Space-saving, Multi-functional Furniture

space saving furniture

It’s an acknowledged fact that families expand to fill the living space available to them. Students used to communal living will quickly accumulate belongings once they move into their own flat, just as empty nesters gradually expand into the bedrooms and spare rooms vacated by their children. You’ll fill as many cupboards as your home contains and even garages and sheds eventually reach capacity without periodic clearouts.

With this in mind, it’s important to look for furnishings which either perform multiple roles or maximise the use of space. And because saving space around the home is always helpful, we’ve compiled a list of practical tips about making the most of any available space – including things we often tend to take for granted.

Over our heads

We tend to think of rooms in two dimensions – length and width – while ignoring the reams of space above our heads. The average new-build home has ceiling heights of around eight feet, which means roughly a quarter of each room’s internal space is effectively wasted. Rather than buying furniture which only rises to waist or head height, look for tall freestanding units which maximise every cubic foot of space. Modular furniture can also be built up to exploit what would otherwise be wasted space, while high wall-mounted shelves are great for storing occasional-use, fragile or sentimental items.

Three into one does go

There are some truly ingenious multifunctional furniture solutions on the market. From snooker tables which double as dining tables through to bed frames with under-mattress storage and TVs in their base boards, it’s possible to purchase one piece of furniture which performs several roles. Captain’s beds are a classic example of this, elevating a single mattress to maximise available living space. After all, we only use beds for around eight hours a day – making them a (literal and metaphorical) waste of space most of the time.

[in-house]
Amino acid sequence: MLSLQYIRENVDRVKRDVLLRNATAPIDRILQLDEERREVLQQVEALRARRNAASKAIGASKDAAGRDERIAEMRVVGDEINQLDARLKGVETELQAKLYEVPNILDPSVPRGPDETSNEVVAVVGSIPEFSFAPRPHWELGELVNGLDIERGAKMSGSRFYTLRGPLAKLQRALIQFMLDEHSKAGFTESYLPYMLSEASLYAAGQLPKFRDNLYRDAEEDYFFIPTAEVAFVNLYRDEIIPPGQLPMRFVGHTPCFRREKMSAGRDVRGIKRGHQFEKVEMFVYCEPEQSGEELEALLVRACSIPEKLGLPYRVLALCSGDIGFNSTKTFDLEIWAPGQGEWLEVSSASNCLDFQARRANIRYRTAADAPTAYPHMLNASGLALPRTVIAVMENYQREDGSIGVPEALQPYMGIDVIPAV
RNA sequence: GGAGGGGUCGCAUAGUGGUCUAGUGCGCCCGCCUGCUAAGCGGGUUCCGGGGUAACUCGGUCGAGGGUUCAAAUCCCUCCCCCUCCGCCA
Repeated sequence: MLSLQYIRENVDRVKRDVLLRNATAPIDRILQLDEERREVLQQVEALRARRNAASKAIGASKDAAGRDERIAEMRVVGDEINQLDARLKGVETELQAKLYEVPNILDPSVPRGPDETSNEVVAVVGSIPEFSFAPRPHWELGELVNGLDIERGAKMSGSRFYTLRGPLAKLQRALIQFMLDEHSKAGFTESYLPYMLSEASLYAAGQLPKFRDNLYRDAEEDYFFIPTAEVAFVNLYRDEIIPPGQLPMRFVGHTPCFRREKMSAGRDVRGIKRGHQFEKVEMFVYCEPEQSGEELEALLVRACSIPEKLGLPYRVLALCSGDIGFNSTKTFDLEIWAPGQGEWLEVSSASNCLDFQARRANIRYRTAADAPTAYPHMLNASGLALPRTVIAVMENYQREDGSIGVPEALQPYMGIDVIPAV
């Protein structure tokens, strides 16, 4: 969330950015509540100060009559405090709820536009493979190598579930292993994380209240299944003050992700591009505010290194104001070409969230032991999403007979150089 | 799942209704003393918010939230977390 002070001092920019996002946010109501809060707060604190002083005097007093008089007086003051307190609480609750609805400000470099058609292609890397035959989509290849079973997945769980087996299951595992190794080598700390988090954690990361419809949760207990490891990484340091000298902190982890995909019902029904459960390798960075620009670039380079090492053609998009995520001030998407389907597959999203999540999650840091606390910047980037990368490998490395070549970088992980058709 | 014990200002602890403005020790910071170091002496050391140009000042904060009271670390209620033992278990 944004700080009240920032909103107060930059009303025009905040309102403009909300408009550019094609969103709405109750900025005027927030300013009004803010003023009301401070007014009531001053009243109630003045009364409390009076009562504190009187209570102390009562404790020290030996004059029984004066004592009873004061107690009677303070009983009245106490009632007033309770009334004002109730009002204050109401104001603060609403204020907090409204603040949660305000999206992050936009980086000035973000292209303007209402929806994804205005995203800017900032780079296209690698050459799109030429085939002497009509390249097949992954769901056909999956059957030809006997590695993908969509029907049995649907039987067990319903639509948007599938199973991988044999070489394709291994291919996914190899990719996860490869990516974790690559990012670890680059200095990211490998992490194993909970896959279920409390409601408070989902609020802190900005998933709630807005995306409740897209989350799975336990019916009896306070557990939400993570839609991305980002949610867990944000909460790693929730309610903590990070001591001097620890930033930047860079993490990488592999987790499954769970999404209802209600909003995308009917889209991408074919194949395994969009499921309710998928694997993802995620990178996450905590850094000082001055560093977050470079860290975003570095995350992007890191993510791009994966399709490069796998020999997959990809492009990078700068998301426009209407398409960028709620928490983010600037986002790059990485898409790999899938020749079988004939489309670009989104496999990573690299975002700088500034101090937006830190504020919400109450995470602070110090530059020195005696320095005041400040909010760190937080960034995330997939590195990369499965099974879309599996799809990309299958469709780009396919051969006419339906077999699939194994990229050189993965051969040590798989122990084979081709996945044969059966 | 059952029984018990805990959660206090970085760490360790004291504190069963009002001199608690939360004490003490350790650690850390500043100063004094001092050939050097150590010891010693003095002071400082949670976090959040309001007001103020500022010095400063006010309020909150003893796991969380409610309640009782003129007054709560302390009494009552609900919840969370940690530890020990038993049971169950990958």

Look for combi units

There is a popular style of tall shelving unit which typically combines storage space and clothes hooks with a full-height mirror. Sitting on a compact rotating base, this ingeniously space-efficient concept has been adapted by furniture manufacturers to include shelves, hanging rails, pin boards and even make-up storage with recessed illumination. This has the added advantage of keeping hooks, mirrors and other storage solutions away from walls, where they might look cluttered or interfere with décor. And when not in use, these elements can simply be rotated out of sight.

One room, many purposes

We tend to think of rooms as single-purpose – living rooms, dining rooms, and so forth. Yet even a spare bedroom can fulfil many diverse roles. The key is to use furniture in multiple ways. A well-chosen sofa bed provides daytime seating until it’s converted into an auxiliary guest bed, while a flat-screen monitor provides office duties for home-based workers before the kids utilise it for streaming Netflix or playing computer games at night. Many people worry about wall-mounting heavy items, yet modern brackets and batons can bear considerable weight. It’s even possible to buy electric stud finders, ensuring shelves and other wall-mounted items are securely fastened to something more load bearing than plasterboard.

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